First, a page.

Out of touch in Rajasthan

Rahul Gandhi has been in hyperactive mode after the drubbing his party received in the Assembly polls.

Written by Coomi Kapoor | Updated: January 9, 2014 9:58 pm

Shortly before the Rajasthan Assembly polls,Srikant Jena,Minister of State for Chemicals and Fertilisers,sent to the PMO a panel of names for the post of secretary in the ministry. Prime Minister Manmohan Singh,however,rejected the panel and suggested the name of Rajiv Mehrishi,a Rajasthan-cadre officer. Jena demurred explaining that Mehrishi was likely to be shortly appointed chief secretary of Rajasthan as he was a favourite of Vasundhara Raje. Singh expressed surprise and queried,“Aren’t we going to be forming the government in Rajasthan?” Jena’s political instincts were more sound and within a fortnight of Mehrishi taking over as Secretary,Fertilisers,he was transferred to Rajasthan as Chief Secretary under Chief Minister Raje.

Amma in prime minister race

The BJP’s chief minister-designates in Madhya Pradesh,Rajasthan and Chhattisgarh wanted to invite Tamil Nadu CM Jayalalithaa to their swearing-in ceremonies. But the empress of Tamil Nadu refused to take their numerous messages,having decided not to align with any national party in the forthcoming Lok Sabha elections. At the recent AIADMK general council,a resolution was passed that Amma was the party’s PM candidate. Already posters have cropped up in Chennai hailing Jayalalithaa as the future PM. In a four-cornered contest in Tamil Nadu,Jayalalithaa believes she will win an overwhelming majority of the 39 Assembly seats. The Tamil Nadu CM is riding a wave of popularity with such common man schemes as Amma idli for Rs 1 a plate and Amma sambar rice for Rs 5 a plate. Amma water bottles are sold for Rs 10 at bus stops.

Backbiting colleagues

Jayanthi Natarajan was anxious to save face by claiming that she had quit the Environment Ministry of her own sweet will because the party wanted her to play an active role in the organisation in the run-up to the 2014 elections. Unfortunately for Natarajan,two of her Cabinet colleagues were busy refuting her story and spreading the word that she was forced to quit because the ministry had earned a bad name for corruption and for holding up clearances.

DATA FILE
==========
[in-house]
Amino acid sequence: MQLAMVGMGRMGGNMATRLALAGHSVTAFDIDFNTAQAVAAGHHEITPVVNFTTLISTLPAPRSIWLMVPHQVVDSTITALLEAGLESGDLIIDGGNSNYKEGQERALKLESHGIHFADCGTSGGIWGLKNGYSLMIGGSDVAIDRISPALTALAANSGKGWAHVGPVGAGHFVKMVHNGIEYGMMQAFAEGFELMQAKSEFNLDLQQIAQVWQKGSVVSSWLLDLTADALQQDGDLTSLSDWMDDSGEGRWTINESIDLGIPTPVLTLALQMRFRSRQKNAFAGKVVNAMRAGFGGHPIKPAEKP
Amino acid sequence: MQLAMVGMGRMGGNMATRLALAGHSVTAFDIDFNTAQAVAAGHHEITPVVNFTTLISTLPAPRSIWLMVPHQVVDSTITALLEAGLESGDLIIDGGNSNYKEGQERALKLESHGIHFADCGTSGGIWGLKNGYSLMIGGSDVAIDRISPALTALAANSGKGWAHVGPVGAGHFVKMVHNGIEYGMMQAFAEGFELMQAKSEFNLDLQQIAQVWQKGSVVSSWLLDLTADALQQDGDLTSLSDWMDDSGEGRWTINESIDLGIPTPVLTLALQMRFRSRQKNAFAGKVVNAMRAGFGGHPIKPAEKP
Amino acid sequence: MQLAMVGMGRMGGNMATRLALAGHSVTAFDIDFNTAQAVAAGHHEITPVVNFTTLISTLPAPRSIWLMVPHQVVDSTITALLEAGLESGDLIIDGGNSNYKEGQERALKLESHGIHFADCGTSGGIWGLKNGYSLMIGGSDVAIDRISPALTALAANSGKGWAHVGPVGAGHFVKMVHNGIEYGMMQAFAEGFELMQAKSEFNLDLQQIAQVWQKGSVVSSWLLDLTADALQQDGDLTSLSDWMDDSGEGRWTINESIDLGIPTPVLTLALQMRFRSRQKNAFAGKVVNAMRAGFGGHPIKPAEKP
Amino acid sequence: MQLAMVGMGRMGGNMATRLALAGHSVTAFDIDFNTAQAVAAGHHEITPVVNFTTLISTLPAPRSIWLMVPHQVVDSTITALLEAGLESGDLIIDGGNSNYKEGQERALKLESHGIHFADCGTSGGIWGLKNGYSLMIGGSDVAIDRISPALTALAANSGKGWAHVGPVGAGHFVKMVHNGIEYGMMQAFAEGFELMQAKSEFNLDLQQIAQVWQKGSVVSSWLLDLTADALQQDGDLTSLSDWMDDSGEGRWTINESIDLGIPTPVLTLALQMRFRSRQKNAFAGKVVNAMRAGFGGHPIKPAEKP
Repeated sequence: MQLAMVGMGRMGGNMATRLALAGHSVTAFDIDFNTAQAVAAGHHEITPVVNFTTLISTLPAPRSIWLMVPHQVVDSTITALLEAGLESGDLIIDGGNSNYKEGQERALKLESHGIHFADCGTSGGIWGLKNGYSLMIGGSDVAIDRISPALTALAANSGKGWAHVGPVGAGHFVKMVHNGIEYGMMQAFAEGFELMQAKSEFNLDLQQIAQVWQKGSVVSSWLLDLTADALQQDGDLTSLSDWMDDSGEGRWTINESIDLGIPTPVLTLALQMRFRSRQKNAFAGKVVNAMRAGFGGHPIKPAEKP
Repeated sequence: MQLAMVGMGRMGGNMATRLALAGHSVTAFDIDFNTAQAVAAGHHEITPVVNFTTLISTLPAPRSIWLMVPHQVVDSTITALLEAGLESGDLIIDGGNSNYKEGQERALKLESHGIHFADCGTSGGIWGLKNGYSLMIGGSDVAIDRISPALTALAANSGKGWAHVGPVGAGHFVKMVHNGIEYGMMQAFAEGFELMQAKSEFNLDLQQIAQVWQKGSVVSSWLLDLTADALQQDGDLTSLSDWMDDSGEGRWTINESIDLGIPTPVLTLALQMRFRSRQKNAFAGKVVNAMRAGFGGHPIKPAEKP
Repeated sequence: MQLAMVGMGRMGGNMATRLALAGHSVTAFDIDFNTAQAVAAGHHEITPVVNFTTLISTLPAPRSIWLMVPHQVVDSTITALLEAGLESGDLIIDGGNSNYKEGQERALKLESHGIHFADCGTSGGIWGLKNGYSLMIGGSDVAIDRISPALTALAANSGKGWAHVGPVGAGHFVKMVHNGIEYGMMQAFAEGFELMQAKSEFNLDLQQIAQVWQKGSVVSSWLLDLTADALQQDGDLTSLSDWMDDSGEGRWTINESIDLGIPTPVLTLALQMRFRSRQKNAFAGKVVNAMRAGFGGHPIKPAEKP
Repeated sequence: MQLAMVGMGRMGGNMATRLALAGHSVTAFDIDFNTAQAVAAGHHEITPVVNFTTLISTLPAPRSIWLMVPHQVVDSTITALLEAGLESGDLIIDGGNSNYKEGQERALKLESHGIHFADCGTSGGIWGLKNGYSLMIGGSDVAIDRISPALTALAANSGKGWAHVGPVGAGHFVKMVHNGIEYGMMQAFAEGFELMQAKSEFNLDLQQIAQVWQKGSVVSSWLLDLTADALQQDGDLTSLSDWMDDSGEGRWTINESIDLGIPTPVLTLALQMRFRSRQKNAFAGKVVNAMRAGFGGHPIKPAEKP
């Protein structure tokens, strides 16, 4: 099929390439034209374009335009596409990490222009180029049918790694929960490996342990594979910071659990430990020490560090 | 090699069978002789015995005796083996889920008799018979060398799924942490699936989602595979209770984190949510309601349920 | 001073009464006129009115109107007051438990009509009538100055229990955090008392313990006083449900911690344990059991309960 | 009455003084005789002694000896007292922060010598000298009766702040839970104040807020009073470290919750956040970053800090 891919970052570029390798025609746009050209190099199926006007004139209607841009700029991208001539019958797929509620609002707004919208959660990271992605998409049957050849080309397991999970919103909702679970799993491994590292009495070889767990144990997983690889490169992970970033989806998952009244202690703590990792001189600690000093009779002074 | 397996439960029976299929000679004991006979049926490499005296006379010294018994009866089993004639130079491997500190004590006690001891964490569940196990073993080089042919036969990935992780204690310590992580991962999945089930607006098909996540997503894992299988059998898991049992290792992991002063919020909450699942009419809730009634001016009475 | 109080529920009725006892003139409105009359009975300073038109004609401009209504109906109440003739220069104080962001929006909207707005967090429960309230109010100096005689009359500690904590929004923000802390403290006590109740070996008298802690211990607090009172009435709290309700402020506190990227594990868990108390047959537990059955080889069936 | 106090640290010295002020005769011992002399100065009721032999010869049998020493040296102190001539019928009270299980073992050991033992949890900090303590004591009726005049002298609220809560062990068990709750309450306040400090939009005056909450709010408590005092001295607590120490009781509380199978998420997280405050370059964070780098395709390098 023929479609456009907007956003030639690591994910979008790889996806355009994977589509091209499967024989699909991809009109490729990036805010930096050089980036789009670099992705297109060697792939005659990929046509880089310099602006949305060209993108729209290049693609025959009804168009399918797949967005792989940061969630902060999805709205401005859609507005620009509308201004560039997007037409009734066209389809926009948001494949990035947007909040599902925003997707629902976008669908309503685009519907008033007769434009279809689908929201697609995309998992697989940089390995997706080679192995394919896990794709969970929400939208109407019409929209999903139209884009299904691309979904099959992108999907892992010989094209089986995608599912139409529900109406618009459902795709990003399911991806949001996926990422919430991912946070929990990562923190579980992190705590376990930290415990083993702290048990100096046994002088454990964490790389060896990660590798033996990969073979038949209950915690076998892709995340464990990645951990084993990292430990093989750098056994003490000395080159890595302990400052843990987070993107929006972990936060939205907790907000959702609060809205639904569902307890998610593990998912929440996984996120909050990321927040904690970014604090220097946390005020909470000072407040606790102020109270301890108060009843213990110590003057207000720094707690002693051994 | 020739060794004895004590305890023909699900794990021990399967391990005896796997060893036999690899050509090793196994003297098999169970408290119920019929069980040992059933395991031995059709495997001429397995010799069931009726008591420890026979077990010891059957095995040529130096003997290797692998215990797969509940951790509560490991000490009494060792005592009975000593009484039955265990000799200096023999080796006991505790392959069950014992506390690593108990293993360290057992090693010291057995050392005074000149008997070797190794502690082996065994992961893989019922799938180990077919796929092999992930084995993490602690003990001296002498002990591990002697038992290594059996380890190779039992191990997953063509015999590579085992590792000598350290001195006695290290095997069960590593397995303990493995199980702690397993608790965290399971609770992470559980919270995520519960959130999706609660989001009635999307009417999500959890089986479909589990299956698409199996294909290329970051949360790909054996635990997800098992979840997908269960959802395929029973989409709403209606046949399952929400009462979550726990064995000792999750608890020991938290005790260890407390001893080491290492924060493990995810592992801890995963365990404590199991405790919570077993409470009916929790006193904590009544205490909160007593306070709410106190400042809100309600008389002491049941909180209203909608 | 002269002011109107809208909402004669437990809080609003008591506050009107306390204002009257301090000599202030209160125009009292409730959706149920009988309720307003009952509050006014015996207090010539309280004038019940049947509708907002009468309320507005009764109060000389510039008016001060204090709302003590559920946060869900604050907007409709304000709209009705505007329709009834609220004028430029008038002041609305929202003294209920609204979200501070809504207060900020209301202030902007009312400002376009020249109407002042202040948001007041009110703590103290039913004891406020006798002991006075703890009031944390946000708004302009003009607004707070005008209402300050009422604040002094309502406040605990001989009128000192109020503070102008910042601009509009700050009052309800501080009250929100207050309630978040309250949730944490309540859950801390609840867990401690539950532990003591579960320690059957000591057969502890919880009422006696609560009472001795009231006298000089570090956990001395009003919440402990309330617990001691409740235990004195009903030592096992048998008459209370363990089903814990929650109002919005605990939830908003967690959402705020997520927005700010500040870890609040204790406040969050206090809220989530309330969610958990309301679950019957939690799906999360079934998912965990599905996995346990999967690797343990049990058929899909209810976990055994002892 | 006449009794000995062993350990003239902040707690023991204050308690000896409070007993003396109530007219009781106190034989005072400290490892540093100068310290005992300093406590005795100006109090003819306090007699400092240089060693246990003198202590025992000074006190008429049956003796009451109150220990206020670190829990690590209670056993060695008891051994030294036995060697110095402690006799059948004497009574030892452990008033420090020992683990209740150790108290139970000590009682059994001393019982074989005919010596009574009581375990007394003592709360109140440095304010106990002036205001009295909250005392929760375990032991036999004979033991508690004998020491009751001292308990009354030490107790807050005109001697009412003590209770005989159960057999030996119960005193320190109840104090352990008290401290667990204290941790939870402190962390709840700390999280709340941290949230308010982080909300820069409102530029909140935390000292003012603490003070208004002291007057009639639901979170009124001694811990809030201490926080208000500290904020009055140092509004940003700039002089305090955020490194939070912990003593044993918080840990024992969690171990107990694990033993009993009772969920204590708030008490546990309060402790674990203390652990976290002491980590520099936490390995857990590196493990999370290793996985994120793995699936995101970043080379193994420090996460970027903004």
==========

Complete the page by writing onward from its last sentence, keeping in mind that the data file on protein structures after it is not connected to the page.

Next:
BJP begins to learn from AAP

The BJP has woken up belatedly to the threat from the Aam Aadmi Party. It realises that its dream of Narendra Modi coming to power at the Centre could be sabotaged by AAP. In the parliamentary elections,Arvind Kejriwal’s party could eat into the BJP’s vote share among the youth and the urban voters,as was the case in Delhi. The BJP has decided to learn a lesson from AAP and concentrate on door-to-door campaigns and not rely just on large rallies and meetings with laser shows and other razzle-dazzle displays. It has also decided to resort to the old-fashioned way of fund collection with the slogan ‘one note,one vote’. That way there will be greater involvement at grassroots level,it believes.

Rahul shifts gears after polls

Rahul Gandhi has been in hyperactive mode after the drubbing his party received in the Assembly polls. He wrote a letter to Anna Hazare promising to ensure the passage of the Lokpal Bill. He delivered a speech in Parliament after a very long time,holding forth on the issue of corruption. He ensured the UPA government passed the Lokpal Bill. He paid a visit to Muzaffarnagar to meet the victims of the communal clashes in Uttar Pradesh. He gave his nod for the Congress to extend support to AAP in Delhi. He pushed for the ouster of Jayanthi Natrajan from the Environment Ministry. And in contrast to his waffling speeches to chambers of commerce in the past,Rahul made a clear-cut commitment to industry at FICCI’s annual general meeting. His party is hopeful that Rahul has turned over a new leaf and is shedding his image as a procrastinator. Others,however,wonder if it is a case of too little too late.

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